nachricht Disrupted fat breakdown in the brain makes mice dumb
19.05.2017 | Rheinische Friedrich-Wilhelms-Universität Bonn

All articles from Health and Medicine >>>

The most recent press releases about innovation >>>

Die letzten 5 Focus-News des innovations-reports im Überblick:

Im Focus: Wafer-thin Magnetic Materials Developed for Future Quantum Technologies

Two-dimensional magnetic structures are regarded as a promising material for new types of data storage, since the magnetic properties of individual molecular building blocks can be investigated and modified. For the first time, researchers have now produced a wafer-thin ferrimagnet, in which molecules with different magnetic centers arrange themselves on a gold surface to form a checkerboard pattern. Scientists at the Swiss Nanoscience Institute at the University of Basel and the Paul Scherrer Institute published their findings in the journal Nature Communications.

Ferrimagnets are composed of two centers which are magnetized at different strengths and point in opposing directions. Two-dimensional, quasi-flat ferrimagnets...

Im Focus: World's thinnest hologram paves path to new 3-D world

Nano-hologram paves way for integration of 3-D holography into everyday electronics

An Australian-Chinese research team has created the world's thinnest hologram, paving the way towards the integration of 3D holography into everyday...

Im Focus: Using graphene to create quantum bits

In the race to produce a quantum computer, a number of projects are seeking a way to create quantum bits -- or qubits -- that are stable, meaning they are not much affected by changes in their environment. This normally needs highly nonlinear non-dissipative elements capable of functioning at very low temperatures.

In pursuit of this goal, researchers at EPFL's Laboratory of Photonics and Quantum Measurements LPQM (STI/SB), have investigated a nonlinear graphene-based...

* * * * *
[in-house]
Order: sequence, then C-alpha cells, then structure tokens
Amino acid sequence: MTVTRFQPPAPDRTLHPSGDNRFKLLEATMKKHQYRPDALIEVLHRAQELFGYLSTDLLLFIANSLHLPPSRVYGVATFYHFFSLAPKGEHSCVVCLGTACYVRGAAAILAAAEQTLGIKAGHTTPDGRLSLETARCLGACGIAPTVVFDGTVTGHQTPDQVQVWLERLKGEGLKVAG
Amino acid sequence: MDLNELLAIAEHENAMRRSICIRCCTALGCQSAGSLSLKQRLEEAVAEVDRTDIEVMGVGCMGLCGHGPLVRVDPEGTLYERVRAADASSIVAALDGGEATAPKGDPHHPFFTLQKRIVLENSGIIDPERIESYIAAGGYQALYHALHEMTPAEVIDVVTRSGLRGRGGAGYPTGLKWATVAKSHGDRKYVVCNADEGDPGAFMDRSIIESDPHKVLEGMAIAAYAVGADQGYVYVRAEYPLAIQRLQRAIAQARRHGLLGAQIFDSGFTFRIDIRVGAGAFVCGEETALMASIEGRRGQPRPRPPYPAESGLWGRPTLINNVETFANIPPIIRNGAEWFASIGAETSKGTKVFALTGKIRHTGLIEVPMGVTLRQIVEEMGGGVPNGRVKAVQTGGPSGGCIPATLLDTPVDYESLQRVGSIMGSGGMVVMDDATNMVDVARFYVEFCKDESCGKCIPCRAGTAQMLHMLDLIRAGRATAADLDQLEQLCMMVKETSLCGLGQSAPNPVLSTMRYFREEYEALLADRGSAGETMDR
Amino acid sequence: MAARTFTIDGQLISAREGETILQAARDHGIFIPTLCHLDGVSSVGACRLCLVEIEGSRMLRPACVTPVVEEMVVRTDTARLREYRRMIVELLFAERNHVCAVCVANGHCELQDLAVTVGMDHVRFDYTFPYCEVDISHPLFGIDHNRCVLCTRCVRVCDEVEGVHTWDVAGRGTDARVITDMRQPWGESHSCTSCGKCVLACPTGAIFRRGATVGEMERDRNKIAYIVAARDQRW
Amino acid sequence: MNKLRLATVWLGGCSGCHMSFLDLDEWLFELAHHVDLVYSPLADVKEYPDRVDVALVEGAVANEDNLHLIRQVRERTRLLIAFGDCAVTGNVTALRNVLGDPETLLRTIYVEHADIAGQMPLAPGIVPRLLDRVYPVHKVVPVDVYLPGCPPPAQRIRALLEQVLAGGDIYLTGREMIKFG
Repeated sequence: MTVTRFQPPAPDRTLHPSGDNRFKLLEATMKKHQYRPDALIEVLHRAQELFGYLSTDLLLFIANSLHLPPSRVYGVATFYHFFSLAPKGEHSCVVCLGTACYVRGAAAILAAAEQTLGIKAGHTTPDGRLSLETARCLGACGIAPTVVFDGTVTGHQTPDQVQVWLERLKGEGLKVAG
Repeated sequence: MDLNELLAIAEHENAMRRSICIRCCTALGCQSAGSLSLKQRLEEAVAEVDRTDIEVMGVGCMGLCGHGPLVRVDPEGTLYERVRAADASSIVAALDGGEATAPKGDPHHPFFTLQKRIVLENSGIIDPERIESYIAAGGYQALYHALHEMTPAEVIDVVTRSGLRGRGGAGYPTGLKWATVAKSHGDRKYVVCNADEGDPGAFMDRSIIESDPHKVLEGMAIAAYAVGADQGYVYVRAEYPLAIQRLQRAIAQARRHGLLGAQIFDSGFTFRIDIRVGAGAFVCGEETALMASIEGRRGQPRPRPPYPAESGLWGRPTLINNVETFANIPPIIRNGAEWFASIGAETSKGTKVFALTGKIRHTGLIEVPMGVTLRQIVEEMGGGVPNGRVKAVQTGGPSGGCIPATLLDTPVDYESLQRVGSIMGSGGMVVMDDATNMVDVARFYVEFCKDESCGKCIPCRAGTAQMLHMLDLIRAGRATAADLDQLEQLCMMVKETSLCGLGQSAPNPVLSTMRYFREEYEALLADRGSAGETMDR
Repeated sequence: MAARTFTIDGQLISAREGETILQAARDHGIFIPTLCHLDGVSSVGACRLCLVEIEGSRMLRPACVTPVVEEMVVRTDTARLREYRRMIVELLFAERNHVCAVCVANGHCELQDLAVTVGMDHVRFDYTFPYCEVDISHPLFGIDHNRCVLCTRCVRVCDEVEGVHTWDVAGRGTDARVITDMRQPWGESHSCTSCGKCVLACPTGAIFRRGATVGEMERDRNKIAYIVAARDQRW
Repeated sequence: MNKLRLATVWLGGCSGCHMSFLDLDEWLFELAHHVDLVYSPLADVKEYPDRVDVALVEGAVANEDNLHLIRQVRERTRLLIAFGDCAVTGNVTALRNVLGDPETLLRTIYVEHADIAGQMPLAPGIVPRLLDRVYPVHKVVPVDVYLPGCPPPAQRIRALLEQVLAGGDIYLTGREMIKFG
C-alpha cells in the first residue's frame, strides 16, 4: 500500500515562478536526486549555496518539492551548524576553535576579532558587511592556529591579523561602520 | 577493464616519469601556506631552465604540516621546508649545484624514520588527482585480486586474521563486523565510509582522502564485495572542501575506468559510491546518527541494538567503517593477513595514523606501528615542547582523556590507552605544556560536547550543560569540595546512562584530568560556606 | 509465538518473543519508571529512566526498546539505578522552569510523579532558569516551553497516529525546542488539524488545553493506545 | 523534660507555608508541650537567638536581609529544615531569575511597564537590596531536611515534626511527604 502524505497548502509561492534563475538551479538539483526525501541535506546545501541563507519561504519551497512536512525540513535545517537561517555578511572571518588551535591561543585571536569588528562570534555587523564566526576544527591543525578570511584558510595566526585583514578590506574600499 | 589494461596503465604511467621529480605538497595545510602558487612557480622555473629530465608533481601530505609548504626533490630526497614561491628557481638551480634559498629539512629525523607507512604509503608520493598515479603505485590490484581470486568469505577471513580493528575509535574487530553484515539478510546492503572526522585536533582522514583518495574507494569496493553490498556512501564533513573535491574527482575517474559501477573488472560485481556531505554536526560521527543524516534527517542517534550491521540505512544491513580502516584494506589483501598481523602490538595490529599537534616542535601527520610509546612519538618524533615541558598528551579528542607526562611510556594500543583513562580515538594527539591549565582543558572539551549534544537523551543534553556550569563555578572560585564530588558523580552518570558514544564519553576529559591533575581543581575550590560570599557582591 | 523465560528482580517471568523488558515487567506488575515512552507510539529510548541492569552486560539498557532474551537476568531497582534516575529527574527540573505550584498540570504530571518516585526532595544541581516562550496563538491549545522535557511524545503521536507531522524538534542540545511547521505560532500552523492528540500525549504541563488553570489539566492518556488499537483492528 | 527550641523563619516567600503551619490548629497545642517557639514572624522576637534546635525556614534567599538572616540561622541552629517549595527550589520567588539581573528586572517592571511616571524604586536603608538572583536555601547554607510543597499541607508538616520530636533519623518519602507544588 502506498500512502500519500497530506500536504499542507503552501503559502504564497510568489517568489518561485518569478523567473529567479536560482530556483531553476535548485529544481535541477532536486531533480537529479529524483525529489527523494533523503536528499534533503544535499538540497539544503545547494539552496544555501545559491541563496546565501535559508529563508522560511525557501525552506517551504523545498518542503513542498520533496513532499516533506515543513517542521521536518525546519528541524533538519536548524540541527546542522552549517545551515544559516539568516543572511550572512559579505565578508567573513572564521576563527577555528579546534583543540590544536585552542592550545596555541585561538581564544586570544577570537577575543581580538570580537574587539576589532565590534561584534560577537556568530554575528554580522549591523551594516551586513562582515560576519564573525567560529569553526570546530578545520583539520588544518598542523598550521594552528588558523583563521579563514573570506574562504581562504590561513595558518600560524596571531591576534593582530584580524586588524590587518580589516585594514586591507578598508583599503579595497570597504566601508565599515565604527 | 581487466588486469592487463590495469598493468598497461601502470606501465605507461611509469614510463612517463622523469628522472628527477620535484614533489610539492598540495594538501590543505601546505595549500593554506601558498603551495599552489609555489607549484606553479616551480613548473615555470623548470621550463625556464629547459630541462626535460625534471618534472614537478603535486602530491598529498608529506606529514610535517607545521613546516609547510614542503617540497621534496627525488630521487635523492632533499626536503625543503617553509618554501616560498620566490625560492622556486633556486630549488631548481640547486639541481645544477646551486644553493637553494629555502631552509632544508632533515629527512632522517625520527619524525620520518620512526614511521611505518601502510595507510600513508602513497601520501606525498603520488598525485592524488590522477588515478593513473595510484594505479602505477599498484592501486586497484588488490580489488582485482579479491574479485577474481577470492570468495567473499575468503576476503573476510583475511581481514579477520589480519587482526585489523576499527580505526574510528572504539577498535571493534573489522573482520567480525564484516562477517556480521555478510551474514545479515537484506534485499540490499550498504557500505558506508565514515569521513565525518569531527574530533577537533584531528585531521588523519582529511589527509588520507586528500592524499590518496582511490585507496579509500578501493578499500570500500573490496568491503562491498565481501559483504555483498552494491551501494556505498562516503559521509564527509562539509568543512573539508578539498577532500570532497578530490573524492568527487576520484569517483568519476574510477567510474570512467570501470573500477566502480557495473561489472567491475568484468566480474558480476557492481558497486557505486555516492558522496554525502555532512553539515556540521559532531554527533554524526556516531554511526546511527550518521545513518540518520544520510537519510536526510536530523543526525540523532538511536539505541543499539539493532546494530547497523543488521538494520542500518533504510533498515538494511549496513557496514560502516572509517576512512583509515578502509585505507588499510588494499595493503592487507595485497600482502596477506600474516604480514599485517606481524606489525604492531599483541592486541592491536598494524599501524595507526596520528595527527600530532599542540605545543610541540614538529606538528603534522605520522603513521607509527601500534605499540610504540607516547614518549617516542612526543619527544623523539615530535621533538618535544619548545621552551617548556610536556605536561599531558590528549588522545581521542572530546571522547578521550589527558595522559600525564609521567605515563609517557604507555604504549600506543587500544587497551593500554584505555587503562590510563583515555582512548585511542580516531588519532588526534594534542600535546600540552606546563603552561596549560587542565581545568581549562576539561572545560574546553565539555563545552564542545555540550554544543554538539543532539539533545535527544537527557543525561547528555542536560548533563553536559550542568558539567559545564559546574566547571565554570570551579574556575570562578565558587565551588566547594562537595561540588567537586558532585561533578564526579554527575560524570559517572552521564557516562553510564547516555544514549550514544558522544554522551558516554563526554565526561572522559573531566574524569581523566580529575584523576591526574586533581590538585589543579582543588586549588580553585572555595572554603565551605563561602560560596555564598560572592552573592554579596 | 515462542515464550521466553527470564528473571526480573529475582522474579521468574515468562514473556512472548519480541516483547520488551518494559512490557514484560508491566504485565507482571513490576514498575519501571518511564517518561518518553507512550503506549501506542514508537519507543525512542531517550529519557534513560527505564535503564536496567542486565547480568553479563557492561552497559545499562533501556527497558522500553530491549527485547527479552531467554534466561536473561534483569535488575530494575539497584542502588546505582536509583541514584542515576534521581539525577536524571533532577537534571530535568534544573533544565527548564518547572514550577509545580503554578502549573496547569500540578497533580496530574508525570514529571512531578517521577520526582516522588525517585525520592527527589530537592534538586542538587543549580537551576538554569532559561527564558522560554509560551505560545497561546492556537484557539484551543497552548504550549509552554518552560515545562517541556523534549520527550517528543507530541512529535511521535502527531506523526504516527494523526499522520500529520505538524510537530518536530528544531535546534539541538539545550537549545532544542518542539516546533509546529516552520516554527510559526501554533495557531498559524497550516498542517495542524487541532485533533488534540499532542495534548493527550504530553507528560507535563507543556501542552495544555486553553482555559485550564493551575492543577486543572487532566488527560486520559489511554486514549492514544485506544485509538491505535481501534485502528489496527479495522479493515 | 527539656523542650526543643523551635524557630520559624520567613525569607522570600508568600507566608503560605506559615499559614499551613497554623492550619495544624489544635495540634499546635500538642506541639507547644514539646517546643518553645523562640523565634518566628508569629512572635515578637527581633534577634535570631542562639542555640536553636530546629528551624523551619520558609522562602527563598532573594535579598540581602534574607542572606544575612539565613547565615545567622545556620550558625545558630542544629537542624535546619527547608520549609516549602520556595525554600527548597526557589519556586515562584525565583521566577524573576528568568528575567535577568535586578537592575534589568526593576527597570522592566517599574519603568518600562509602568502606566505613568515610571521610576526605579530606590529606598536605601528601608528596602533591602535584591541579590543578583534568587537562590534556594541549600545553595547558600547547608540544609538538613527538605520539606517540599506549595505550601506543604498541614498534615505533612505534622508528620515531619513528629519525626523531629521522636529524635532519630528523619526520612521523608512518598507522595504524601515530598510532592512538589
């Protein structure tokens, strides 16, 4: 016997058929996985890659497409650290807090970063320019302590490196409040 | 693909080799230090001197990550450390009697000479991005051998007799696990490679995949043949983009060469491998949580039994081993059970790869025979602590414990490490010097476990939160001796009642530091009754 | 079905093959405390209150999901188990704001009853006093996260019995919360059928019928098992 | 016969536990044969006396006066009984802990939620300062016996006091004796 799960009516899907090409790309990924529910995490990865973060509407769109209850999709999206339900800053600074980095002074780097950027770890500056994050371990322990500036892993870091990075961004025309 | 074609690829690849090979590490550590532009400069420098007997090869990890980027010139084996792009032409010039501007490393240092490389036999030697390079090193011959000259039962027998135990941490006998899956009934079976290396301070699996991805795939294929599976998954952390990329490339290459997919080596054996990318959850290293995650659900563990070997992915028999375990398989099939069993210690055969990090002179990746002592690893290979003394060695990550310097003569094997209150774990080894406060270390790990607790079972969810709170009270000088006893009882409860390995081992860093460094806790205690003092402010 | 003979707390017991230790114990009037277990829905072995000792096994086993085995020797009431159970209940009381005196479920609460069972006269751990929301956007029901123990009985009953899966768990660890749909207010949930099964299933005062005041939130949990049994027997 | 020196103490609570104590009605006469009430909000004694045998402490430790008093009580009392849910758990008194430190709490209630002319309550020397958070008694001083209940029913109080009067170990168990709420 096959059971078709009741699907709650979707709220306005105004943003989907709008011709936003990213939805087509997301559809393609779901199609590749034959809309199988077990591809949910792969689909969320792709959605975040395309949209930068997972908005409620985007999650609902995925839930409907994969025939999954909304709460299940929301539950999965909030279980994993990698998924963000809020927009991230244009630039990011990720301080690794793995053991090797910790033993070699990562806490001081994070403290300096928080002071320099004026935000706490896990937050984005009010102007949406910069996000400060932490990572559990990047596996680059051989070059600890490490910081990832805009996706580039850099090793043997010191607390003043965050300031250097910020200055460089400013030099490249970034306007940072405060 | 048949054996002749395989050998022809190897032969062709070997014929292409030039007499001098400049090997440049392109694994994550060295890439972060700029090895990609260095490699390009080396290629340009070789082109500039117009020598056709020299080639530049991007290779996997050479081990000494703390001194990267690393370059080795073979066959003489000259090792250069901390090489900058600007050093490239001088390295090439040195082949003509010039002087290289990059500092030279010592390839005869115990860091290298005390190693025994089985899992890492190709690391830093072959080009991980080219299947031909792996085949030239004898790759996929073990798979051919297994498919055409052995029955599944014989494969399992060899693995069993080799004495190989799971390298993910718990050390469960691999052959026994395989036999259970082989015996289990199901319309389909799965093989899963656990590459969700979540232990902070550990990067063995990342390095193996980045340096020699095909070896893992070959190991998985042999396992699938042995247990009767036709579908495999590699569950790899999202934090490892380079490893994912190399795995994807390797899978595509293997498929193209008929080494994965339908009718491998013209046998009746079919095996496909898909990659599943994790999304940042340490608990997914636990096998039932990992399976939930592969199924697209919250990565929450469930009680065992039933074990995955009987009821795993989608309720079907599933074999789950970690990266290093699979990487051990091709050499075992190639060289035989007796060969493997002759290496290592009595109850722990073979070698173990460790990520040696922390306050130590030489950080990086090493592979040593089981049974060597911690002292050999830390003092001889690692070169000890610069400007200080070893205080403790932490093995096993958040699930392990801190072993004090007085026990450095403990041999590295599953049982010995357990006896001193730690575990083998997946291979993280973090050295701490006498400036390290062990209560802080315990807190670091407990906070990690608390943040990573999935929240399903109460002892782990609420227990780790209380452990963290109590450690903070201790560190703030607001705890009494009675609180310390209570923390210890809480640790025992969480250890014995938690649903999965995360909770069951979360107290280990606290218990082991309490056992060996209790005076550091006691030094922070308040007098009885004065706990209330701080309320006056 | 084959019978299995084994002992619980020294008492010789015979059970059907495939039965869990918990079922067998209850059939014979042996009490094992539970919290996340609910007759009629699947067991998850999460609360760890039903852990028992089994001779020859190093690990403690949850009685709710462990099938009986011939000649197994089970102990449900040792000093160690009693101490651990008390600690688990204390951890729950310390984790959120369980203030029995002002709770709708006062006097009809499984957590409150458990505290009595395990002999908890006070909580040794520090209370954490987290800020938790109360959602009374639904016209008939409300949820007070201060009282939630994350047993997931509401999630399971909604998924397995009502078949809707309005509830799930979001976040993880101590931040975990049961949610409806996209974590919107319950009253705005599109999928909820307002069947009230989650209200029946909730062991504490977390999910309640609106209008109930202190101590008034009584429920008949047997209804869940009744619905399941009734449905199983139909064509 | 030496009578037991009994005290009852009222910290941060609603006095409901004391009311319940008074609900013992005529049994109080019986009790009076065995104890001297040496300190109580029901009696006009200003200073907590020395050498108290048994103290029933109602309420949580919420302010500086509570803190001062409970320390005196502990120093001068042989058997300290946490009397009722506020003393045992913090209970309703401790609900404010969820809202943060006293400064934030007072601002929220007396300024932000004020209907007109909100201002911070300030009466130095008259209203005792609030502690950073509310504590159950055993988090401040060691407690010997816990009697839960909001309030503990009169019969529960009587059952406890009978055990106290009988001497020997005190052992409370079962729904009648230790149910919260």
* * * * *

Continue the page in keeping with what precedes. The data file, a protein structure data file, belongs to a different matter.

Im Focus: Bacteria harness the lotus effect to protect themselves

Biofilms: Researchers find the causes of water-repelling properties

Dental plaque and the viscous brown slime in drainpipes are two familiar examples of bacterial biofilms. Removing such bacterial depositions from surfaces is...

Im Focus: Hydrogen Bonds Directly Detected for the First Time

For the first time, scientists have succeeded in studying the strength of hydrogen bonds in a single molecule using an atomic force microscope. Researchers from the University of Basel’s Swiss Nanoscience Institute network have reported the results in the journal Science Advances.

Hydrogen is the most common element in the universe and is an integral part of almost all organic compounds. Molecules and sections of macromolecules are...

All Focus news of the innovation-report >>>

Anzeige

Anzeige

Event News

Dortmund MST Conference presents Individualized Healthcare Solutions with micro and nanotechnology

22.05.2017 | Event News

Innovation 4.0: Shaping a humane fourth industrial revolution

17.05.2017 | Event News

Media accreditation opens for historic year at European Health Forum Gastein

16.05.2017 | Event News

 
Latest News

New approach to revolutionize the production of molecular hydrogen

22.05.2017 | Materials Sciences

Scientists enlist engineered protein to battle the MERS virus

22.05.2017 | Life Sciences

Experts explain origins of topographic relief on Earth, Mars and Titan

22.05.2017 | Physics and Astronomy

VideoLinks
B2B-VideoLinks
More VideoLinks >>>